About Us / Program [EN / FR / ES]

About Wobblies for a Revolutionary Union Movement

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We are members of the Industrial Workers of the World and the IWW’s General Defense Committee who fight to build a revolutionary union movement in North America. We have built and participated in organizing committees and union drives, trainings and education projects, dual-card organizing and strikes, community defense campaigns and mass actions. We aim to make our union and its affiliated bodies a significant, strong, and revolutionary force within the entire working class and the struggles being waged in 2017 and beyond.

 

We are rooted in the revolutionary history of the IWW, including the heroic organizing campaigns, strikes, and free-speech fights. We find inspiration in figures like Lucy Parsons, Frank Little, Ben Fletcher, Carlo Tresca, and Judi Bari. We are proud of our union’s organizing at Starbucks, Jimmy John’s, Burgerville, Mobile Rail, CapTel, and in the schools and prisons. We are likewise proud of our strong participation in the “Battle of Seattle,” the Wisconsin General Strike effort, Occupy, the Quebec Student Strike, and the militant protests against police murder in the Twin Cities and elsewhere. We are also inspired by, and learn from, autonomous movements for Black liberation, Indigenous sovereignty, immigrants’ rights, against patriarchy and homophobia, and in defense of the environment. We recognize where these movements intersect with and strengthen the class struggle, and vice versa.

 

We reject the narrow trade-unionist, reformist, and organizationally chauvinist approach of the conservatives within the IWW that would leave us on the sidelines of working-class life and struggle. We seek to organize with the entire working class against all aspects of its oppression, and not just at work. Fear and sectarianism towards anything outside of historical abstractions will not cut it. History and struggle will continue to move forward; we must be able to move forward as a union with it.

 

The IWW is now at a crossroads – can we seize the moment?

 

Our Draft Program for the IWW in North America

 

  1. Revolutionary Organizing in the Workplace and Across Industry

We aim to further develop our capacity to support organizing that combines the revolutionary aspirations of the class with immediate fights in the workplace. This includes struggles against racism, sexism, and all of the oppressions which define the specificities of working class experience. Our overall strategy will be built from the flexible and experimental experiences of our organizers, with the encouragement of wide-ranging debate and discussion across the union.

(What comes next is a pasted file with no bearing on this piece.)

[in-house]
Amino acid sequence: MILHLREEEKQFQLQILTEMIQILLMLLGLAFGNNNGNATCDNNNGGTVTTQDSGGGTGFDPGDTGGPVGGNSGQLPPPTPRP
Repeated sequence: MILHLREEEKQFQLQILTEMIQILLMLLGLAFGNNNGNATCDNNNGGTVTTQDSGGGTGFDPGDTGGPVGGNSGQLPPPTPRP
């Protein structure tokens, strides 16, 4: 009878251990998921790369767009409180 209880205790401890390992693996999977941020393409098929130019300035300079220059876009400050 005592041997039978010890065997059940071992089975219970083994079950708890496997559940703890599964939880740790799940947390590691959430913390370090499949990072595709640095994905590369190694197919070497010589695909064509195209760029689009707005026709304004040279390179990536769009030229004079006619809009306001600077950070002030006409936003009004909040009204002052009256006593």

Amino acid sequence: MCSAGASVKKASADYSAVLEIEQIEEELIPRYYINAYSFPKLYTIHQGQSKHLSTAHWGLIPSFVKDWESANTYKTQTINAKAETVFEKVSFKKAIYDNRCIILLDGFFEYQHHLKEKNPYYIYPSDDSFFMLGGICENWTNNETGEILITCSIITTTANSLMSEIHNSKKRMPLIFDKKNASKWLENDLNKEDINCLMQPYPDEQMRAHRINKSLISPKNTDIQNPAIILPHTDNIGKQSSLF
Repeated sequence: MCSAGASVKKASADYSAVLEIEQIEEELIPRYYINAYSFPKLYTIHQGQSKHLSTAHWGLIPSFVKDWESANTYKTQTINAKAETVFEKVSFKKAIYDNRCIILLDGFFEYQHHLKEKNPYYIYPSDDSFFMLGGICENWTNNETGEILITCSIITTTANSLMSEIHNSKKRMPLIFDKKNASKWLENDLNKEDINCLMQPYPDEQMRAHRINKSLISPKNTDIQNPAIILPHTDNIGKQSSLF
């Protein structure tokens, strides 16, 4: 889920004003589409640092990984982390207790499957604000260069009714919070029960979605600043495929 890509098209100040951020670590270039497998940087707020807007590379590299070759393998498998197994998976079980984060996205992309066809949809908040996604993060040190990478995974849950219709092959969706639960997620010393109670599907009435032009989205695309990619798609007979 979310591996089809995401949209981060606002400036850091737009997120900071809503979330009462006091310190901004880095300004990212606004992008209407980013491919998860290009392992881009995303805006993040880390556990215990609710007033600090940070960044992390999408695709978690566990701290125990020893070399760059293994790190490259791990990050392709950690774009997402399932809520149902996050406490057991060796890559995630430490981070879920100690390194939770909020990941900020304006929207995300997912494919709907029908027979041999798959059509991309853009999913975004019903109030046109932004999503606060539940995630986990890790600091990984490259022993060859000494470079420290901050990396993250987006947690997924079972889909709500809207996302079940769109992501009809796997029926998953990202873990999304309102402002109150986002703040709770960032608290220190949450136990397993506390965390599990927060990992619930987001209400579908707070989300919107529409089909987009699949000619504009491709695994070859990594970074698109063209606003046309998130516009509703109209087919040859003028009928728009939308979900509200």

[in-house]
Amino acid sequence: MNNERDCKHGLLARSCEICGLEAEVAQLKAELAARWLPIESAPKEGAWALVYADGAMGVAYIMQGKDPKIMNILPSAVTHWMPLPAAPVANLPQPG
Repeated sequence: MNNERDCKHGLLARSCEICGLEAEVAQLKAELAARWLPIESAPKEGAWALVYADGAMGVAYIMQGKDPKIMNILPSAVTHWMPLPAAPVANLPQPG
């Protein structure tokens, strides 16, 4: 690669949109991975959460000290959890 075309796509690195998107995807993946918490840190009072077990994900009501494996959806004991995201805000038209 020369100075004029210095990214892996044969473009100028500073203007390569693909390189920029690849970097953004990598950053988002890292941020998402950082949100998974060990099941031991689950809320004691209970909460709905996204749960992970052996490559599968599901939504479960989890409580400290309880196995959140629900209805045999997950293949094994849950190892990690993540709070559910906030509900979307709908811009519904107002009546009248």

1. Build Working-Class Community Defense

The class struggle doesn’t punch out at the end of work, but is alive in our communities as well. We support the GDC’s efforts to take the Wobbly spirit of radical, direct action and horizontal organizing into the fights against police brutality, racist & fascist organizing, misogyny & homophobia, landlords & gentrification, and state repression. Experience has proven that militant struggles inside and outside of the workplace reinforce each other and strengthen the understanding, confidence, and self-organization of the working-class.

 

  1. Establish a Revolutionary Current in the Labor Movement

The IWW has dozens if not hundreds of militants within the mainstream unions; we have made significant contributions to strikes and struggles at Canada Post, AT&T, Northwest Airlines, Porter Airlines, the University of Minnesota, and UPS. The IWW must establish a cross-union movement of revolutionary “dual-carders” that can strategically intervene in the wider labor movement as revolutionary solidarity unionists and sum up the lessons and experiences.

 

  1. Support the Self-Organization of Incarcerated (and formerly Incarcerated) Workers

The prison-industrial complex forms a key part of North American white-supremacist capitalism. The emergence of the Incarcerated Workers Organizing Committee (IWOC) alongside the broader movement of prisoners has placed the IWW at a key intersection of “the new Jim Crow” and must be vigorously supported by the union. Prisons, like slavery before it, must be abolished.